Under Brady, the Government must produce all exculpatory material within its possession, including material that could be used to impeach Government witnesses. Here, the Government takes no issue with Brady’s general significance or holding. Indeed, the Government concedes that if the federal prosecutor had had this “mildly helpful” or “barely helpful” information about Officer C before trial, he “would have turned it over” to the defense. Hrg. 11/26/13 N.T. 21-22. However, the Government argues that the information about Officer C was not material to Mr. Disla-Estevez, and, hence, would not trigger Brady consequences. Specifically, the Government relies upon United States v. Walker, 657 F. 3d 160');"> 657 F. 3d 160 (3d Cir. 2011), in which our Court of Appeals explained that “not… every unexplored avenue of impeachment is ipso facto material.” Walker, 657 F. 3d at 188 (emphasis in original). In fact, “[o]nly those new avenues of impeachment that sufficiently undermine confidence in the verdict” can result in a meritorious Brady argument. Id. Stated differently, the application of Brady depends upon whether the information in question “may make the difference between conviction and acquittal.” United States v. Perdomo, 929 F. 2d 967, 972 (3d Cir. 1991) (quoted in Walker, 657 F. 3d at 188).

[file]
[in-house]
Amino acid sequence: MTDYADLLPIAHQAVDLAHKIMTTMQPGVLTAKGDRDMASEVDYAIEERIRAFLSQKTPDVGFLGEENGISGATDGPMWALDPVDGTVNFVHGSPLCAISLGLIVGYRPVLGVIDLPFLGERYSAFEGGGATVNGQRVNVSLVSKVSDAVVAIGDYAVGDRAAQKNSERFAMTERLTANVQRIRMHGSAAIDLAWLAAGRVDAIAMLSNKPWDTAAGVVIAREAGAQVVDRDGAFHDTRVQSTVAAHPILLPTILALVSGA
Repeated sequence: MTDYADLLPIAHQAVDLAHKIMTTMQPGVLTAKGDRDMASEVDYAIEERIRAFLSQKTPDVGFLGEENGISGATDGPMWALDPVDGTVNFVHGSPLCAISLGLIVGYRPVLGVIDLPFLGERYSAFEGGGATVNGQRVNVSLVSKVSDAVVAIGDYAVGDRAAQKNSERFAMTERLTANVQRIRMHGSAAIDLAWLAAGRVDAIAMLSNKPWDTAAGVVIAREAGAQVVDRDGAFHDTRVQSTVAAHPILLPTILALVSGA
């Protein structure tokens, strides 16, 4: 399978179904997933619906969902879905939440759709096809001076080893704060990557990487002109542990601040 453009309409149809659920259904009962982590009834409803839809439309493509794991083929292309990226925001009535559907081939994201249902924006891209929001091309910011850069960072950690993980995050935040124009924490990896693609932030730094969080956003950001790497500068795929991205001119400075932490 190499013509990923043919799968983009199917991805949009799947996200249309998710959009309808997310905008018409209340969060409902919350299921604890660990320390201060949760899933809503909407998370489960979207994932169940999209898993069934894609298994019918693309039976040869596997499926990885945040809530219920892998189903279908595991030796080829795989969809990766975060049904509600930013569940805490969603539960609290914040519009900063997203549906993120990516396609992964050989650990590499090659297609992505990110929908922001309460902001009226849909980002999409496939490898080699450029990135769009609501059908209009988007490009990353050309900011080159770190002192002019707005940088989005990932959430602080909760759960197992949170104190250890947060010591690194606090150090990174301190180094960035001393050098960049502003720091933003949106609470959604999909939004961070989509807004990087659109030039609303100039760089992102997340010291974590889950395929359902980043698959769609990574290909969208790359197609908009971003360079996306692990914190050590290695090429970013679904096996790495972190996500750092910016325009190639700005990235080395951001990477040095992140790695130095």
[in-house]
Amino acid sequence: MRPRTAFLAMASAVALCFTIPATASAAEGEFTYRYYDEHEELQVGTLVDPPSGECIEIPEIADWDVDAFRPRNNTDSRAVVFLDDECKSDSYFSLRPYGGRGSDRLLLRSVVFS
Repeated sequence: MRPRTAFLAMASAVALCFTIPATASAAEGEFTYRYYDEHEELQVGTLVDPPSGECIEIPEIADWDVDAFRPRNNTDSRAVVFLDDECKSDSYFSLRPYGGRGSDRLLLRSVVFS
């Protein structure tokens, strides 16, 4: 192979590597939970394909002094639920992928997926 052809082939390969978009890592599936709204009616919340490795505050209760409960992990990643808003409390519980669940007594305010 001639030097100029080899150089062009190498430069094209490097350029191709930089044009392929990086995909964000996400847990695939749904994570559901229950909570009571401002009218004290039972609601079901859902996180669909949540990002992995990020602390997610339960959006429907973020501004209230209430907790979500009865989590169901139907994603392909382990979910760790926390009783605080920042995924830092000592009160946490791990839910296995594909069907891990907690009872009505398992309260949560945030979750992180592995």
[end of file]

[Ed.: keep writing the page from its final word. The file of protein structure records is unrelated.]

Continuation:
The Court concludes, after review of the trial record and the post-trial representations of counsel, that here the undisclosed impeachment material does not undermine the confidence in the guilty verdict. Its pre-trial disclosure would not have led reasonably to or down a path for undercutting the Government’s evidence against Mr. Disla-Estevez on the charge on which he was convicted. The jury reviewed the following evidence aside from Officer C’s testimony:
On September 28, 2012 Philadelphia police officers observed Mr. Disla-Estevez open the door to 624 Brill Street and take money from a man who had approached the property. The visitor entered briefly and left the house after about 5 minutes. Though the police tried to follow this man, he evaded them after tossing two bags of heroin from his car. The police then returned to the Brill Street residence with a search warrant. They found Mr. Disla-Estevez alone in the house. They found 118 grams of heroin, several unused baggies, a coffee grinder marred by heroin residue and a digital scale. Elsewhere in the house they found the aforementioned furniture receipt. The foregoing was explained to the jury by Officers M and W at trial, the officers who had made the pre-search observations and then conducted the search. It was those officers who requested that a Spanish-speaking officer come to the house. N.T. 6/25/13 at 129, 159.